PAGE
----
26 October 2016Last updated

Features | People

Ask the expert: I feel I’m not smart enough!

It seems you’re experiencing a sense of worthlessness or pointlessness to your study-based activities

Russell Hemmings.
22 Jan 2016 | 12:00 am

I’m a teenage girl and for the past several months I’ve been getting disappointing results in whatever I do, even though I work very hard – be it studying or in any task given to me. I feel as though I’m not smart enough to do anything. Please help me.

Teenage years can be complicated, fraught with emotional spikes and change-fuelled inner turmoil – but believe it or 
not, this is normal. What is worrying, though, is that you’re being incredibly hard on yourself.

It seems you’re experiencing a sense of worthlessness or pointlessness to your study-based activities. This feeling 
has manifested itself as you doubting the value of the hard work you’re putting in. It could be you’re craving praise, recognition or reward for your efforts. Or that your efforts are being criticised by others, which is in turn knocking your confidence.

Let’s get one thing straight – you are smart. This is obvious because you’re undertaking the studies and tasks. Giving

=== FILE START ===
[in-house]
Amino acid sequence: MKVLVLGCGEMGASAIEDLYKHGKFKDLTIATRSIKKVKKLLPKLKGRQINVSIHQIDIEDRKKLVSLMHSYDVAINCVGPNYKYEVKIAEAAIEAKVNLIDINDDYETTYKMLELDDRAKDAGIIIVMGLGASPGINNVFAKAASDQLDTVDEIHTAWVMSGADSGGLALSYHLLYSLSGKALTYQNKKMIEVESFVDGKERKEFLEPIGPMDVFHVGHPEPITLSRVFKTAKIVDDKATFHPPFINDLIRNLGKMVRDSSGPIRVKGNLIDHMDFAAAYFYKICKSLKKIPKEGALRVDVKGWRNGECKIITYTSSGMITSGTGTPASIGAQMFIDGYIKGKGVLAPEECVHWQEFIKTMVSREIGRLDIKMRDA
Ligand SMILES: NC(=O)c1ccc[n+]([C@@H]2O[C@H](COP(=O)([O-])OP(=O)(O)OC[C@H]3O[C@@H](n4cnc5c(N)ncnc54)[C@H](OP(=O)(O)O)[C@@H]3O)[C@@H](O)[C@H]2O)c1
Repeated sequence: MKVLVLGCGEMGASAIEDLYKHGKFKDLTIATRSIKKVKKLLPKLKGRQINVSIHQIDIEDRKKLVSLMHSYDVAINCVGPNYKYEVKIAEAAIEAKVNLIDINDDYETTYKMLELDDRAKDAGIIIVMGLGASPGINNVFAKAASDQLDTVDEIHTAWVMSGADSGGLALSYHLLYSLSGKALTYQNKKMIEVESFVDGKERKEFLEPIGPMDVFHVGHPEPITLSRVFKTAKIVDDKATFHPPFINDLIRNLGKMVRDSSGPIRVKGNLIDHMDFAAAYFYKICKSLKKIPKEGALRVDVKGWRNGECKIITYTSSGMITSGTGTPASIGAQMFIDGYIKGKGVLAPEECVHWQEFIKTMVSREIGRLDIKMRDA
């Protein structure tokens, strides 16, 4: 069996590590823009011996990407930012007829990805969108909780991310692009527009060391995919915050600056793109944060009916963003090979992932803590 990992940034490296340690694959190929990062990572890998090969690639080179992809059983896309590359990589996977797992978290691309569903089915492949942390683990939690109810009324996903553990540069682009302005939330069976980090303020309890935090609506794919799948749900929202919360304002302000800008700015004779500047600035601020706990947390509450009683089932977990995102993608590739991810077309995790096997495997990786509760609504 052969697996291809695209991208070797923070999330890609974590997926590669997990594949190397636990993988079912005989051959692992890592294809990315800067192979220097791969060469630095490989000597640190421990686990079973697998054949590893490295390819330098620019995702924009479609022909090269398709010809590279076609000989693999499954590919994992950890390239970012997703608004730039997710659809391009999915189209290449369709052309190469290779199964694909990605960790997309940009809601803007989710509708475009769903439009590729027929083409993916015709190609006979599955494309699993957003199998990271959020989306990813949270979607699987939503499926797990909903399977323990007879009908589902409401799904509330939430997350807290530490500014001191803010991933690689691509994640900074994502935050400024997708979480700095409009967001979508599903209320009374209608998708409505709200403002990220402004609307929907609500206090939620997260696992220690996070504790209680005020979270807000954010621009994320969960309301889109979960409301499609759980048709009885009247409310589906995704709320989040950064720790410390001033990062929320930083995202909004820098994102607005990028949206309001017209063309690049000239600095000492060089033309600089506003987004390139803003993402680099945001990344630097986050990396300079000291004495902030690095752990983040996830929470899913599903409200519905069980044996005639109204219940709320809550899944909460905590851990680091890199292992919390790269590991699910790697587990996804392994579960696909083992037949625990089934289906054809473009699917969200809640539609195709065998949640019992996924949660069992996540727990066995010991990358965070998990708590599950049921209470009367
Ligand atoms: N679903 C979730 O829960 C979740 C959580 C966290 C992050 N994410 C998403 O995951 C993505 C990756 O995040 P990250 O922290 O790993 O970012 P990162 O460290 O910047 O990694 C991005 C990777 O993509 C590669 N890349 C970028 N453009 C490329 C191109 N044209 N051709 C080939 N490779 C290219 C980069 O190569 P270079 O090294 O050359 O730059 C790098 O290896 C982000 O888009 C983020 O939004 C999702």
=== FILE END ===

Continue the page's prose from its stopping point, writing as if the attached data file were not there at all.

up is not a smart choice.

What you do need is some perspective, support and guidance. The loving adults around you push you, because they want what’s best for you. Sometimes you might feel they are being hard on you or singling you out for harsh treatment, yet this is rarely the case. They are merely pushing you, but this metaphorical shove can leave you feeling hurt and misunderstood.

You say you’ve felt this way for some time. Sustained disappointing results over a prolonged period of time might be a signal that you need extra help and support in certain areas.

You may even benefit from additional guidance in related areas such as self-confidence and focus techniques for your studies. The key is to let those around you know how you feel. Explain in a non-emotional or non-confrontational way that you might need some extra support.

Like most things in life, talking and sharing can bring clarity to a problem or issue. Finally, keep trying and doing your best – there’s genuine value in that.

Got a problem?

Email your queries to

Russell Hemmings.

Russell Hemmings

Life coach, and clinical and cognitive behavioural hypnotherapist. More info: / 04 4273627 / 055 2867275.